The Viking Age: 793-1066
“Like a thunderbolt from heaven.”
– Patriarch Photios (describing a Swedish Viking attack on Constantinople)
The Vikings were many things, savage but cultured, incredibly superstitious yet centuries ahead of their time. They were seafarers who explored further than anyone had gone before. They were also violent warriors who raided villages and brutally attacked innocent civilians without mercy. The term ‘Viking’ may have come from an Old Norse word meaning raider or pirate, but today it’s often used to describe the Scandinavian peoples of the Medieval Period, primarily from Norway, Denmark, Sweden, and Finland.
The Viking Age truly began on June 8th, in the year 793, when a monastery of Christian monks (minding their own business, working on illuminated manuscripts) spotted dragon-shaped long boats off the shores of Lindisfarne, a small island off the coast of England. A small band of Vikings terrorized the monks, pillaged the holy sanctuary of its gold and burned the abbey to the ground, before sailing off.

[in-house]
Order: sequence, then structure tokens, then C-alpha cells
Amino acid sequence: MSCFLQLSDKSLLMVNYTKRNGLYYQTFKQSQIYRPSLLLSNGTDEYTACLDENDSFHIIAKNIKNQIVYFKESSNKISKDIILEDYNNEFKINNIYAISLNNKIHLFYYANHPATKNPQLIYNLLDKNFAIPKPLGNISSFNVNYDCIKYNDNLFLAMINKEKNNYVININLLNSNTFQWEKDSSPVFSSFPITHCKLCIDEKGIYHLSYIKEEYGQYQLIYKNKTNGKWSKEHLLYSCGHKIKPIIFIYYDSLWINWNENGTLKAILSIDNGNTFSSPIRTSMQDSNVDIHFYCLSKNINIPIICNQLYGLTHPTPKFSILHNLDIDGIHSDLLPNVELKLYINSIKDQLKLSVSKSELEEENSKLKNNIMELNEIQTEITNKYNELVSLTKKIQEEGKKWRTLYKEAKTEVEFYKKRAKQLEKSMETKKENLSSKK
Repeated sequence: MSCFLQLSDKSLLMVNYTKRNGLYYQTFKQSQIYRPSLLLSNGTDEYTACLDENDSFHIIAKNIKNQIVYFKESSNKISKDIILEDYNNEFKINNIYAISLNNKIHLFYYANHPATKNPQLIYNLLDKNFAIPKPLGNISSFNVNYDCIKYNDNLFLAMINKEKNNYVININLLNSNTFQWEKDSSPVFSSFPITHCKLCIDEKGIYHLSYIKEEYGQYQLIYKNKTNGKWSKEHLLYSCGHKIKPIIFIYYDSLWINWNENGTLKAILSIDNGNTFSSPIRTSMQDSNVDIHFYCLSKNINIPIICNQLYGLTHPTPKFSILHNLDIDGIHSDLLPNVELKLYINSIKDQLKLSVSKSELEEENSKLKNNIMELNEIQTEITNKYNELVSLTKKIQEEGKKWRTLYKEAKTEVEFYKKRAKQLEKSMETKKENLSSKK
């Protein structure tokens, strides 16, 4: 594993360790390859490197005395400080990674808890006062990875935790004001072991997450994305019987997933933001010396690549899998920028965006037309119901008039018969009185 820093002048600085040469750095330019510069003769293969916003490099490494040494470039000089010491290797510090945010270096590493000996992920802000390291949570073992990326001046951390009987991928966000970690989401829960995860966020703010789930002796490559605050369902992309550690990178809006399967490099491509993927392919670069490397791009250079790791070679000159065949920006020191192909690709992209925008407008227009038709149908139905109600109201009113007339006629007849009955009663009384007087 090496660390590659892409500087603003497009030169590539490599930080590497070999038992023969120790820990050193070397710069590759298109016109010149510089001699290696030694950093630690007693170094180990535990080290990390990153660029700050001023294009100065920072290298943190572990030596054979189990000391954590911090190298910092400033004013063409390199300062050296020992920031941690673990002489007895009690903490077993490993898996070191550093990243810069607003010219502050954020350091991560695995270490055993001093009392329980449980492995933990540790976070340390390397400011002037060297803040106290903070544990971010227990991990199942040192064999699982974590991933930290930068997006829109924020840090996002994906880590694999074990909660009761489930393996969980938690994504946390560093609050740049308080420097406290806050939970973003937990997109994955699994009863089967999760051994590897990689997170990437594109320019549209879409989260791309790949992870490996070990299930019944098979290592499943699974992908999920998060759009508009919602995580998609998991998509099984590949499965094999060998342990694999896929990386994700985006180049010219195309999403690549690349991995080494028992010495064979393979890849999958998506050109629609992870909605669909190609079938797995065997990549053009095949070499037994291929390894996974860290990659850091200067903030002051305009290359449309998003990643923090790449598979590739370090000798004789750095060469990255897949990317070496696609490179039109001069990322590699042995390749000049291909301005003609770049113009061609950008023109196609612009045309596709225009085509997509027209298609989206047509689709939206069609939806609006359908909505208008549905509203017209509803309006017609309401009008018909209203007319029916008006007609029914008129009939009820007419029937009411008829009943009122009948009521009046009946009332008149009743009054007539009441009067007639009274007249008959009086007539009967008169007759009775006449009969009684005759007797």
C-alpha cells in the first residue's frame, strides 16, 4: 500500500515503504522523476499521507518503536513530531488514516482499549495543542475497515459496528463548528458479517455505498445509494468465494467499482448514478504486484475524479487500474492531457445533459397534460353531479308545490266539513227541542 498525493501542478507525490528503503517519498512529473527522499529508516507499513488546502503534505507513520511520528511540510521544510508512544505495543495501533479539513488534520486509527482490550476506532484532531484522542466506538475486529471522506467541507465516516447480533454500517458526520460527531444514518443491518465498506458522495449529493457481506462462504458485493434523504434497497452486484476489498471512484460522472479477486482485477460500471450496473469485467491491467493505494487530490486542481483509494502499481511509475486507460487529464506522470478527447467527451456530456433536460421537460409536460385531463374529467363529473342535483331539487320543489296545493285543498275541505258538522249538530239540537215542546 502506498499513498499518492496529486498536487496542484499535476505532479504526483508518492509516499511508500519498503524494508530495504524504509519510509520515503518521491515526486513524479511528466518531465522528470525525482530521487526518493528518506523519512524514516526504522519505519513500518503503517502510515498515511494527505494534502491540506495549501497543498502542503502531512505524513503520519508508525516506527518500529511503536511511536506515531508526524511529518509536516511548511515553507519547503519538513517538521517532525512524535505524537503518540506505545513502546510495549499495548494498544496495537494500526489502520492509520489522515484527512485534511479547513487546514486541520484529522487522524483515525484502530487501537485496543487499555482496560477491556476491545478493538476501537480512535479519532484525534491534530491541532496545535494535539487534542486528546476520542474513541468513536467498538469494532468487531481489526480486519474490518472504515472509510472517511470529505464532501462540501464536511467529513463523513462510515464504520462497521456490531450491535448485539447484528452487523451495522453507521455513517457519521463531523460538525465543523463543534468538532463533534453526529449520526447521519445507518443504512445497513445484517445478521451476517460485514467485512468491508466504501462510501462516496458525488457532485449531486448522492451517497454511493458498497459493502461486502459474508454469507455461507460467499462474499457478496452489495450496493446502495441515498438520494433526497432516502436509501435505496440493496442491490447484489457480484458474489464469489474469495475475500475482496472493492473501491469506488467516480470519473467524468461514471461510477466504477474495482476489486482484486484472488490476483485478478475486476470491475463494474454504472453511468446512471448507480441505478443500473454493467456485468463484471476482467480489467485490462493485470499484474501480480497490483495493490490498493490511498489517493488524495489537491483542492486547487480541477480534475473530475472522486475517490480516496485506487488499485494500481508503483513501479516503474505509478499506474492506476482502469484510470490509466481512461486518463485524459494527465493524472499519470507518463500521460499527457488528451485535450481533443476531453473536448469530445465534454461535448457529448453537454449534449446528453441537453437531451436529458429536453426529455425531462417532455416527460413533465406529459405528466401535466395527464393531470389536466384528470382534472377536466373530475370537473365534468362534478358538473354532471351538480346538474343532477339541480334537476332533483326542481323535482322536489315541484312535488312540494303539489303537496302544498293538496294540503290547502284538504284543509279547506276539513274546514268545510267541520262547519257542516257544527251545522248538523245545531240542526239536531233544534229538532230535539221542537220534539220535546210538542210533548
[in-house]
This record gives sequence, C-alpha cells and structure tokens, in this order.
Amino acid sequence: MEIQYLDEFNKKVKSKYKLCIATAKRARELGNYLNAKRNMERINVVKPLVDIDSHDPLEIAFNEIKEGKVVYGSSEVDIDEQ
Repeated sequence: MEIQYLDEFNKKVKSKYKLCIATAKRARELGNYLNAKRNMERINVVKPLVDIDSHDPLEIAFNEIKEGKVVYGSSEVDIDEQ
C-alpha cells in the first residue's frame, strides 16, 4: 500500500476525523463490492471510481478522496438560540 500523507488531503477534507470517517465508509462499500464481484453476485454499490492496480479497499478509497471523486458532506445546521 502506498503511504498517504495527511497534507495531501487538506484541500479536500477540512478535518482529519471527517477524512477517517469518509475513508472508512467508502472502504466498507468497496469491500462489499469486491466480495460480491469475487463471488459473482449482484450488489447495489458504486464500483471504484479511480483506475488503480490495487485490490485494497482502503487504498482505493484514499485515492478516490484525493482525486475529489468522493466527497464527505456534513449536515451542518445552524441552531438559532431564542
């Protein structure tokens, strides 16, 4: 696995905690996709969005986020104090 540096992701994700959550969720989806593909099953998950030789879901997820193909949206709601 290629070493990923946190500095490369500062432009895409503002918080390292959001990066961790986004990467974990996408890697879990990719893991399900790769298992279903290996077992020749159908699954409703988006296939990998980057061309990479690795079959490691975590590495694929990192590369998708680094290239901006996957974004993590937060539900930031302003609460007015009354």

Throughout the Dark Ages, Vikings raided their way across Europe, as far as Asia and even North America. Eventually, the Vikings got tired of invading England every other year, so decided to settle down and just take it over. The Viking Age came to an end with the rise of William the Conqueror in 1066, but between all that there’s tons of crazy stories about these mead-drinking, axe-wielding bezerkers. Unfortunately, there’s still a lot we don’t know about the Vikings, because for all their ingenuity, they never thought to write anything down…
Instead, we only have a handful of sagas (passed down like a centuries long game of telephone), along with the writings of the people who hated them, and some random bits of circumstantial evidence to go off of. Most of the stories have been lost to time, and it’s hard to separate the fact from fiction, but here’s what historians have been able to piece together about the history of these Norsemen (and Norse-women).
1. Ragnar Lodbrok (“Hairy Breeches”)